Changes in Health, Negative Financial Events, and Financial Distress/Financial Well-Being for Debt Management Program Clients

By O'Neill, Barbara; Prawitz, Aimee D. et al. | Journal of Financial Counseling and Planning, July 1, 2006 | Go to article overview

Changes in Health, Negative Financial Events, and Financial Distress/Financial Well-Being for Debt Management Program Clients


O'Neill, Barbara, Prawitz, Aimee D., Sorhaindo, Benoit, Kim, Jinhee, Garman, E. Thomas, Journal of Financial Counseling and Planning


The study explored the relationship between health and financial distress/financial well-being and differences in health based on (a) time spent in a debt management program (DMP) and (b) occurrence of negative financial events. Spearman's rho indicated those with lower financial distress, higher financial well-being in 2005 reported better health (N = 1,119, p < .001). Wilcoxon ranked sums test indicated improved health for DMP clients (n = 819) from 2003 to 2005 (p < .0001). Median tests and Mann Whitney post hoc tests indicated better health for clients reporting fewer negative financial events (N = 1,169, p < .05). For DMP clients, health improves (a) over time, (b) with lower incidence of negative financial events, and (c) with lower financial distress and greater financial well-being.

Key Words: financial counseling, financial distress, financial well-being, health status, credit counseling clients

Introduction

Researchers have established that a relationship exists between health and levels of stress. In particular, researchers examining health in relationship to one's level of financial distress and worry about financial matters have found clear connections (Bagwell & Kim, 2003; Drentea & Lavrakas, 2000; Kim & Garman, 2003; Kim, Garman, & Sorhaindo, 2003; O'Neill, Sorhaindo, Xiao, & Garman, 2005a, 2005b, 2005c). In recent literature, financial distress has been defined as a reaction to the condition of one's personal financial state (Prawitz et al., 2006a, 2006b).

Financial distress is a subjective phenomenon. Two individuals with the same levels of income and economic resources may have different levels of perceived financial distress and financial well-being. Financial distress can last a short time, or it can become a persistent state for families at all income levels. Frequently, financial distress involves a pileup of stressor events such that, before one event can be handled, another is already being felt (Garman, Leech, & Grable, 1996; Kim, Garman, et al., 2003). Occurrence of stressor events, sometimes called negative financial events, can contribute to financial distress. Examples include receiving overdue notices from creditors and collection agencies, issuing checks with funds insufficient to cover them, getting behind on bill payments, family money squabbles, and worrying about whether one is prepared financially for emergencies or major life events such as college and retirement.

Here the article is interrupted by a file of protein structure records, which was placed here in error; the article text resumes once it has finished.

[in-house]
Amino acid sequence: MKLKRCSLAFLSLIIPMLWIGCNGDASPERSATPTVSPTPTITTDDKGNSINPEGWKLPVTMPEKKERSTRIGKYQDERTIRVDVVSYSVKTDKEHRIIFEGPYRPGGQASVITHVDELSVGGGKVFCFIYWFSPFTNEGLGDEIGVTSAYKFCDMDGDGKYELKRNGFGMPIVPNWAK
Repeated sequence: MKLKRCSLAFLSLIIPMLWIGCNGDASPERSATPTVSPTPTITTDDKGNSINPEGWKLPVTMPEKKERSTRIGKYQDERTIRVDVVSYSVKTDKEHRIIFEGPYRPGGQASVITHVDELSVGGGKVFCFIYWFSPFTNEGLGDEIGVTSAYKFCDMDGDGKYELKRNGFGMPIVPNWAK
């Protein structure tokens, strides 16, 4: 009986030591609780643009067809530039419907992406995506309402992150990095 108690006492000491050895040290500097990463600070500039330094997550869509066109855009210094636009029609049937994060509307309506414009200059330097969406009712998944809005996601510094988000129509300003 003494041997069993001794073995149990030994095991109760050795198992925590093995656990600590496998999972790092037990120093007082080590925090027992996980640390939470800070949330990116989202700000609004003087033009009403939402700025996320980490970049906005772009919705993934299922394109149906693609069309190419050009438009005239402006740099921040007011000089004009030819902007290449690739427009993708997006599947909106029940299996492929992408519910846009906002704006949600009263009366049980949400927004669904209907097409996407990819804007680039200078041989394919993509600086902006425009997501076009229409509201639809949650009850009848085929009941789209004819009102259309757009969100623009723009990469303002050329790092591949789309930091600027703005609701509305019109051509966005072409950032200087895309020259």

Evidence of progressively more financial distress is increasingly visible in U.S. society. Indications include high bankruptcy filings rates ("Bankruptcy filings," 2006), increasing credit card debt ($9,312 in 2004) (Stat bank, 2005), low savings rate and asset accumulation (Bucks, Kennickell, Moore, Fries, & Neal, 2006; Lansing, 2005; "New report finds," 2002), and insufficient liquid savings (Zhang & DeVaney, 2004). Researchers continue to find evidence of relationships among financial distress, negative financial events, and health (Drentea & Lavrakas, 2000; Kim, Garman, et al., 2003; O'Neill et al., 2005c). The purposes of the current study were to explore these relationships further and to track over time the health status of financially distressed consumers in a credit counseling agency's debt management program.

Literature Review

A number of Americans can be described as financially distressed ("2nd American Express," 2004). Worry about money affects many aspects of a person's life, including health and job productivity (Kim & Garman, 2003). The current study sought to determine whether health status was related to the experiencing of specific negative financial events and consumers' reactions to their financial condition manifested as financial distress. The literature review examines past research about relationships among financial distress/financial well-being, health, and negative financial events.

Financial Distress and Health

Stress can cause numerous deleterious changes in health. …

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